It seems that Disney's "The Lion King" just couldn't wait to be king of the movies once again with its rerelease into theaters. This time around, it has been released in 3-D. Seems like a great idea since 3-D technology is being considered the future of entertainment and is already a huge hit in the movie industry.
Despite the fact that it was originally made using 2-D animation and not CGI graphics, the 3-D effects for "The Lion King" are surprisingly fantastic. The 3-D creates a completely new feel to the movie and adds to the richness of the colors and animation. It brings out the backgrounds and characters even more to immerse the audience in the environment of the Pridelands. It even gives an emotional lift to some scenes, especially the epic battle between Simba and Scar. I rate the original "Lion King" in standard viewing 4 out of 4 stars. But if possible, I would make this new release in 3-D 4 1/2 stars for going above and beyond and adding a new experience to the animated classic.
It is true that 3-D technology adds a lot to the entertainment experience, but can it sometimes be overwhelming and overused?
The technology can be compared to Technicolor when it became popular in the 1930s and '40s. When a movie was filmed in color then, it was considered a better experience than a movie in black and white, just like 3-D is viewed today. Technicolor had a slow start because it was expensive, but soon enough all movies were filmed in color. Same with television, only television had a later start, and people had to buy new televisions to watch programs in color.
Not all movies are in 3-D yet, but over the past four years, the number of 3-D movies has significantly increased. In addition, 3-D televisions are now being sold. They haven't become very popular yet since they are expensive and not many 3-D movies have been released on Blu-ray. It's also rare for a TV program to be released in 3-D. Some people just don't like how 3-D programs look in their living room. But it seems as if history will repeat itself with the possibility of all movies and television in 3-D.
Plenty of people seem to love this new innovation, but for some, 3-D's immersion into modern culture may seem a little overwhelming and unnecessary. Does 3-D bring a new experience to everything, or does it have its place in only a few situations?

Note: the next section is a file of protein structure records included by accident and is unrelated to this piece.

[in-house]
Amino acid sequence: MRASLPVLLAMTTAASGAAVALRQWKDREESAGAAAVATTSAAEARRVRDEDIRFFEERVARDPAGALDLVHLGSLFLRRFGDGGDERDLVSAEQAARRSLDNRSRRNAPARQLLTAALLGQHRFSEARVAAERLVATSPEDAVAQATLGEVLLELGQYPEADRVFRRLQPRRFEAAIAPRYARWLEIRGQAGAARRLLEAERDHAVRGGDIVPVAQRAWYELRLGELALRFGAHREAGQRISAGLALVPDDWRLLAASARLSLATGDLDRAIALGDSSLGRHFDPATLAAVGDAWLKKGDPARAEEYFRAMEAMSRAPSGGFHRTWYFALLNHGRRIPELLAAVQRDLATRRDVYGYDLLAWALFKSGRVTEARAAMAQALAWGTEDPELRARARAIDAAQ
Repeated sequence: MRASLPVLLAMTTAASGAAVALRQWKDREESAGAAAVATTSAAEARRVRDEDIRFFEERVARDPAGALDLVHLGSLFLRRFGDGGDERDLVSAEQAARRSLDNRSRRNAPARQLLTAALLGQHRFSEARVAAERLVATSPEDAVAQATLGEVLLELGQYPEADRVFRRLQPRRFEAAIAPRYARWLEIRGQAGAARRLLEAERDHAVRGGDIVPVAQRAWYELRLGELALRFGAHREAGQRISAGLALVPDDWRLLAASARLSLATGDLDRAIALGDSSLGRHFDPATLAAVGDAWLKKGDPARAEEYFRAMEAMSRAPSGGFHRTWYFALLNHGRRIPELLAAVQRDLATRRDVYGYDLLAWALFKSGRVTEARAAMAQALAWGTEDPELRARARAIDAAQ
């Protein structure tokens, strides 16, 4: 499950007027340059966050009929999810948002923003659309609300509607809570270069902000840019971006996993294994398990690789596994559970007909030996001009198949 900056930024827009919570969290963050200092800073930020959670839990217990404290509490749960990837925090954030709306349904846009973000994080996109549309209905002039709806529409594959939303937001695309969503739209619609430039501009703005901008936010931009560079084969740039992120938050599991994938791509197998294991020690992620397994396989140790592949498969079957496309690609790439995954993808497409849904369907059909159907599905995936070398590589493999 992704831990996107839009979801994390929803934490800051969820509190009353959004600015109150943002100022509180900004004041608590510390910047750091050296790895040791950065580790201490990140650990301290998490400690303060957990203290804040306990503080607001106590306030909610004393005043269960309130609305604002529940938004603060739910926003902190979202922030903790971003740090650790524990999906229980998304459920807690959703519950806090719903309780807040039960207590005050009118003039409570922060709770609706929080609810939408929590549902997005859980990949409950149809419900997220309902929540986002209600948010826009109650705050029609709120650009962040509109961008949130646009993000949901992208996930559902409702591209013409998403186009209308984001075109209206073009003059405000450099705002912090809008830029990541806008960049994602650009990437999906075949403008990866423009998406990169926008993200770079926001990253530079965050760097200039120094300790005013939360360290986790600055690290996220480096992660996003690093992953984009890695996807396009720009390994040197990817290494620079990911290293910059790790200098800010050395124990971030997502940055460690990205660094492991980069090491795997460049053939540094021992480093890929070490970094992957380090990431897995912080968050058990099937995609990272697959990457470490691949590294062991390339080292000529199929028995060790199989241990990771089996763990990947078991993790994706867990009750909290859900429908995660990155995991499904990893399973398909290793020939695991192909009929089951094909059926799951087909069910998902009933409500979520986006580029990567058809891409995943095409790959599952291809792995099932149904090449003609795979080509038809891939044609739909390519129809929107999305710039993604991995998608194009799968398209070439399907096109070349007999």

Three-dimensional technology in movies is impressive, but it is beginning to get overused. The 3-D experience definitely depends on what it's used for. People tend to like it better in colorful and even otherworldly movies such as "Avatar," "Disney's A Christmas Carol," "How to Train Your Dragon," "Tron: Legacy," "Despicable Me" and the newer Disney/Pixar movies. Movies like "Transformers: Dark of the Moon" and "Captain America" seemed like there was too much going on to really take in the 3-D effect. And then there are movies where it just seemed unnecessary -- "Yogi Bear," "Dolphin Tale" and "Cats & Dogs: The Revenge of Kitty Galore."
It definitely has its place, but more in movies that make the audience feel like it's part of the world of the movie, not just to have things pop out.
Two other factors that can be annoying about 3-D is that it can cause headaches, and it can't be viewed on a large scale without 3-D glasses. The technology to see 3-D without the use of special glasses has been developed, but only for smaller sized systems such as the HTC EVO 3-D cellphone and Nintendo 3DS game system.
Is 3-D bad? Not entirely. But it definitely needs to work out its little problems before it becomes a bigger part of modern entertainment. Maybe someday when this technology is perfected and made to please a larger crowd, we can tell our children about how when we were growing up, modern 3-D technology was just becoming popular and how we used to have to watch movies in 2-D when we were their age. Then they can ask us, "What's 2-D?" By then, 2-D may be as much a thing of a past to them just as much as black and white movies are to us.
David Caya is a senior at Akron High School.